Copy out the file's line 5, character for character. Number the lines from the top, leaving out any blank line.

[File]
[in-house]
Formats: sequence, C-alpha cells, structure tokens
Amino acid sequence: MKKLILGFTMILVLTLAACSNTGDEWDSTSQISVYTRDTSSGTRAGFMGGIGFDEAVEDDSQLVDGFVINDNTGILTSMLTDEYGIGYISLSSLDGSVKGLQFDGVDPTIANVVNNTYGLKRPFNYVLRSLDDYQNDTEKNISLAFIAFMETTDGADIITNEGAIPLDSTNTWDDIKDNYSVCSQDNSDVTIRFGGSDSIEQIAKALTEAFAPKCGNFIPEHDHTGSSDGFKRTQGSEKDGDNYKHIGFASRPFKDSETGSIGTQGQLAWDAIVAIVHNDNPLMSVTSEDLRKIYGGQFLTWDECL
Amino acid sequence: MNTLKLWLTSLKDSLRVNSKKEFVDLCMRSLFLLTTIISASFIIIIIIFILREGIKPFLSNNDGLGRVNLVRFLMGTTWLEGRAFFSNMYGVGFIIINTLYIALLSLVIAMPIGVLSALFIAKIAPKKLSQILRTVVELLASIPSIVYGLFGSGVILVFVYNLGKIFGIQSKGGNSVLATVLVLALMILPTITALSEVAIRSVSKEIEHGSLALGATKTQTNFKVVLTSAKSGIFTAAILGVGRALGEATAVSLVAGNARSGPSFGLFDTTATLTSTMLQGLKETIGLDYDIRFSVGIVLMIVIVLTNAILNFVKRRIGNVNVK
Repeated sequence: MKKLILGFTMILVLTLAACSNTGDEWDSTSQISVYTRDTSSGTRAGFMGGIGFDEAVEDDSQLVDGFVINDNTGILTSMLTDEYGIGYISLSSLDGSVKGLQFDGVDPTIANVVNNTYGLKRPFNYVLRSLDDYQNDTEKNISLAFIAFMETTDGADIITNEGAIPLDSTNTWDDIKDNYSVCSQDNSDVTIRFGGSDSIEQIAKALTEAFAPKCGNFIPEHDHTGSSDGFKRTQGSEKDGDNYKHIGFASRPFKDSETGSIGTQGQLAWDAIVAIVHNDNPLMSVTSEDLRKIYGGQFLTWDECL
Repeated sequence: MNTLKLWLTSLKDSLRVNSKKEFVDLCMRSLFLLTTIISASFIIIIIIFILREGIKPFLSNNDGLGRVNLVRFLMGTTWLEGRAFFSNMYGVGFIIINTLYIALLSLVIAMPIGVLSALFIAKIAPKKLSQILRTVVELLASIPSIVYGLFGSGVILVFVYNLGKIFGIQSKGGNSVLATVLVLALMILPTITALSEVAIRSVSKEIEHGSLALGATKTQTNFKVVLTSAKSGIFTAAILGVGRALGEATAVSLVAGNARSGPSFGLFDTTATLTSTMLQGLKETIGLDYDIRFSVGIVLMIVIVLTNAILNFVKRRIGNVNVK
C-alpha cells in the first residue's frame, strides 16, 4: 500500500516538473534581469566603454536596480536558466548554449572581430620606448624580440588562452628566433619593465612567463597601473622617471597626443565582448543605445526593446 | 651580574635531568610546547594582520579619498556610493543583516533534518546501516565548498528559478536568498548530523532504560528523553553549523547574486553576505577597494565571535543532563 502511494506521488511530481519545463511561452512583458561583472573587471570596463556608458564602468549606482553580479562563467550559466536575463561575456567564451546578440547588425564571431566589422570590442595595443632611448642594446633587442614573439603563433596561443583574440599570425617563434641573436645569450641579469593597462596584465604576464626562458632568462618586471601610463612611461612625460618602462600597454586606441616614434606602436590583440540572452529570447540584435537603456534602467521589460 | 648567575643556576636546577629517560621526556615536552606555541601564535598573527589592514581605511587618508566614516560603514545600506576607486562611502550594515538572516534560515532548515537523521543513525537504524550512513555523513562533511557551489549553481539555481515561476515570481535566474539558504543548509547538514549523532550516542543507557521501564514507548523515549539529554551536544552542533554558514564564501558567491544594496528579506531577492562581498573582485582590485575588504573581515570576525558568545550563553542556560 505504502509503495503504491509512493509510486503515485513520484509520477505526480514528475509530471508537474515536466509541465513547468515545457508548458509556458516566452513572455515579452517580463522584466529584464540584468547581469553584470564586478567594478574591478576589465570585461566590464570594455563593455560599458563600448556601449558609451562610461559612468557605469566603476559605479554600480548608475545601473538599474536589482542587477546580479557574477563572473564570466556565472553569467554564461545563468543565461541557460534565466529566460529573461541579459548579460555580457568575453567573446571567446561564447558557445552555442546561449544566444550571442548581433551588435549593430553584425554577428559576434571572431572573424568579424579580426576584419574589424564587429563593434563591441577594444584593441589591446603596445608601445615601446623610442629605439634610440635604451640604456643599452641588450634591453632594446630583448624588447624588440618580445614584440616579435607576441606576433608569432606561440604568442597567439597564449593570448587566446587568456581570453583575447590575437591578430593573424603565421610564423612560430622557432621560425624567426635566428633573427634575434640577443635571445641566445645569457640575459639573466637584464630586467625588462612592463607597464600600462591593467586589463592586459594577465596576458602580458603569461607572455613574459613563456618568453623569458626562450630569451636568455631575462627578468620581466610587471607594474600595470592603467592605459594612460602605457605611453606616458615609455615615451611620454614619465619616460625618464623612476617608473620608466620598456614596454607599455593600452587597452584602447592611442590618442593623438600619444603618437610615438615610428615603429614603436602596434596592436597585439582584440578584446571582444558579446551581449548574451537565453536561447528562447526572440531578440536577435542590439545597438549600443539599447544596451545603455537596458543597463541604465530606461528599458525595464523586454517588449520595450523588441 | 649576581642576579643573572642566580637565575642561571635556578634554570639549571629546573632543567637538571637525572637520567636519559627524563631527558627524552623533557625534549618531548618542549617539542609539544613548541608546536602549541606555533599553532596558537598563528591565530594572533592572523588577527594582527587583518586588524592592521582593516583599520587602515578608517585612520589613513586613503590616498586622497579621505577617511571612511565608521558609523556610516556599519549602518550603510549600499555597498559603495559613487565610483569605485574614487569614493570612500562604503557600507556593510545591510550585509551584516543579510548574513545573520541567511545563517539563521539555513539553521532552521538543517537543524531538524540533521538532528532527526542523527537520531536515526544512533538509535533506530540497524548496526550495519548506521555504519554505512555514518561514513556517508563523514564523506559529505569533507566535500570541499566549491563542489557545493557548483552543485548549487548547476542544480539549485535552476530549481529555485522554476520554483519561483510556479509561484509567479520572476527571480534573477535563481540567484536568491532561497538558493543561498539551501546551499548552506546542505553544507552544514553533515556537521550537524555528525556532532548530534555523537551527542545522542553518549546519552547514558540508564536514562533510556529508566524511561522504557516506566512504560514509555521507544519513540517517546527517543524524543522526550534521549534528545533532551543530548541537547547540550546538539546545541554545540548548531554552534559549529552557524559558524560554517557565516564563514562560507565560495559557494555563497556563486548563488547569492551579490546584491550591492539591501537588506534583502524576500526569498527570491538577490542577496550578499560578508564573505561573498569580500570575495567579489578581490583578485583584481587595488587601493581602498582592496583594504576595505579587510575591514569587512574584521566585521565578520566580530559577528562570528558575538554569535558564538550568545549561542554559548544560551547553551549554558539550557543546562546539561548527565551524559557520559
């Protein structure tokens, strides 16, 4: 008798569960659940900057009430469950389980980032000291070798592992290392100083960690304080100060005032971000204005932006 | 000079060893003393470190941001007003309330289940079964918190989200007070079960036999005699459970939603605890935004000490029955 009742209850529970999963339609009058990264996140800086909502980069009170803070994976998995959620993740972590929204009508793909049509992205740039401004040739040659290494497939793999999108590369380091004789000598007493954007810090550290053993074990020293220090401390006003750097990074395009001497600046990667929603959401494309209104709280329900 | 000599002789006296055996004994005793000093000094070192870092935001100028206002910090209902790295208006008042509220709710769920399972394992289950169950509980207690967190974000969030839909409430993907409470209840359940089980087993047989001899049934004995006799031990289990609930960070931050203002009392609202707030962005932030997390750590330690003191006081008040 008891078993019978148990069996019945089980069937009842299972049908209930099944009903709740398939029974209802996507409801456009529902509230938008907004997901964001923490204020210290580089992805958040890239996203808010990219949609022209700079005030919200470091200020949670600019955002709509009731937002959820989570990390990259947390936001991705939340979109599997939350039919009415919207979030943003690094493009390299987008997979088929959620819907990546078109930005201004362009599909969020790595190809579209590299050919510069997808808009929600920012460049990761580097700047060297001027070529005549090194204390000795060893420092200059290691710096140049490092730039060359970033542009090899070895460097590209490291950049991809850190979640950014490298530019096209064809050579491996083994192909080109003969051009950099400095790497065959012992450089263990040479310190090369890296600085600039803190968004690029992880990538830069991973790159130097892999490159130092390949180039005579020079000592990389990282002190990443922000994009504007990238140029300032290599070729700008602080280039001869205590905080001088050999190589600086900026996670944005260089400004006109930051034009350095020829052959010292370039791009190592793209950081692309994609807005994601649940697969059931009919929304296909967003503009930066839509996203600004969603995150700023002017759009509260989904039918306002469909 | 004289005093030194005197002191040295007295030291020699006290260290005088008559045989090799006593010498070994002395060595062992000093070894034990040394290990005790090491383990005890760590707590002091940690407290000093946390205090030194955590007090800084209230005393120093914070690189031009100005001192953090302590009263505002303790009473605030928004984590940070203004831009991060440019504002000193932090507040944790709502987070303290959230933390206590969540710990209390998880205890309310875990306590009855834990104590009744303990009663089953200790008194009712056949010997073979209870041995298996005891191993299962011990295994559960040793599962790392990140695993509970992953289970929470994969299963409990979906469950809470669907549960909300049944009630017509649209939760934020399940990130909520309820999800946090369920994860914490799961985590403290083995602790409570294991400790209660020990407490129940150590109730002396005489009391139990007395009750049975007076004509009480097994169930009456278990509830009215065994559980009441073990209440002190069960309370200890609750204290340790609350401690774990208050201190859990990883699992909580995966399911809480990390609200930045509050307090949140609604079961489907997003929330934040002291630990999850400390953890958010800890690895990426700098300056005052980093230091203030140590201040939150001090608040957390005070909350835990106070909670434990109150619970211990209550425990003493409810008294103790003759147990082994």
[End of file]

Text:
Repeated sequence: MKKLILGFTMILVLTLAACSNTGDEWDSTSQISVYTRDTSSGTRAGFMGGIGFDEAVEDDSQLVDGFVINDNTGILTSMLTDEYGIGYISLSSLDGSVKGLQFDGVDPTIANVVNNTYGLKRPFNYVLRSLDDYQNDTEKNISLAFIAFMETTDGADIITNEGAIPLDSTNTWDDIKDNYSVCSQDNSDVTIRFGGSDSIEQIAKALTEAFAPKCGNFIPEHDHTGSSDGFKRTQGSEKDGDNYKHIGFASRPFKDSETGSIGTQGQLAWDAIVAIVHNDNPLMSVTSEDLRKIYGGQFLTWDECL